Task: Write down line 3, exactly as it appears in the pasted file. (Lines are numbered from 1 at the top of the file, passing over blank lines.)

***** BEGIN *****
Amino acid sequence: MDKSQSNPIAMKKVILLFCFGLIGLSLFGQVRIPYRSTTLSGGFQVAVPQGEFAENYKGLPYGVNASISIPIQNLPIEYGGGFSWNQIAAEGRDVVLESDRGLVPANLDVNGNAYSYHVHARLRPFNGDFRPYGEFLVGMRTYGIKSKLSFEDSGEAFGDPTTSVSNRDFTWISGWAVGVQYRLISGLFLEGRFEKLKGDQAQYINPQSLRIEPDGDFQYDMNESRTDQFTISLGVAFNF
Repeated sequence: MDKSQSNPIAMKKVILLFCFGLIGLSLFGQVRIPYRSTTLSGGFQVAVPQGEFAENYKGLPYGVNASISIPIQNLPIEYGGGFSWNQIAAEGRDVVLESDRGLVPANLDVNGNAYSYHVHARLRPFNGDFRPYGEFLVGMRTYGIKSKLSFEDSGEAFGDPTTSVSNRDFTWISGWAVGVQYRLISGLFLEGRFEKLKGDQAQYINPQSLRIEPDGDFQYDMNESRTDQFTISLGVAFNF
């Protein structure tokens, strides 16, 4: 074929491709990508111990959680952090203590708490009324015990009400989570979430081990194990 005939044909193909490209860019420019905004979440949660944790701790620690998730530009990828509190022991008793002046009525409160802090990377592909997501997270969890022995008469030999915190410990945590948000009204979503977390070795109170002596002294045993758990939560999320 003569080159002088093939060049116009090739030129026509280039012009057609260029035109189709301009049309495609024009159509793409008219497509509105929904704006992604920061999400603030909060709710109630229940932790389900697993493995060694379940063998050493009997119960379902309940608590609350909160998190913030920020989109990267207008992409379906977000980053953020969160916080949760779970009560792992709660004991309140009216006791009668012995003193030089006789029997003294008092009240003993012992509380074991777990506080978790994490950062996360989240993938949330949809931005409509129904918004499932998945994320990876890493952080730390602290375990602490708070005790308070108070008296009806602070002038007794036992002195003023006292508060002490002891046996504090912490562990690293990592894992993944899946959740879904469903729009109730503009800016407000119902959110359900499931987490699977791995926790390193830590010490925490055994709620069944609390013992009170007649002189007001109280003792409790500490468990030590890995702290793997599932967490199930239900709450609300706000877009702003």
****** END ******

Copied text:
């Protein structure tokens, strides 16, 4: 074929491709990508111990959680952090203590708490009324015990009400989570979430081990194990 005939044909193909490209860019420019905004979440949660944790701790620690998730530009990828509190022991008793002046009525409160802090990377592909997501997270969890022995008469030999915190410990945590948000009204979503977390070795109170002596002294045993758990939560999320 003569080159002088093939060049116009090739030129026509280039012009057609260029035109189709301009049309495609024009159509793409008219497509509105929904704006992604920061999400603030909060709710109630229940932790389900697993493995060694379940063998050493009997119960379902309940608590609350909160998190913030920020989109990267207008992409379906977000980053953020969160916080949760779970009560792992709660004991309140009216006791009668012995003193030089006789029997003294008092009240003993012992509380074991777990506080978790994490950062996360989240993938949330949809931005409509129904918004499932998945994320990876890493952080730390602290375990602490708070005790308070108070008296009806602070002038007794036992002195003023006292508060002490002891046996504090912490562990690293990592894992993944899946959740879904469903729009109730503009800016407000119902959110359900499931987490699977791995926790390193830590010490925490055994709620069944609390013992009170007649002189007001109280003792409790500490468990030590890995702290793997599932967490199930239900709450609300706000877009702003």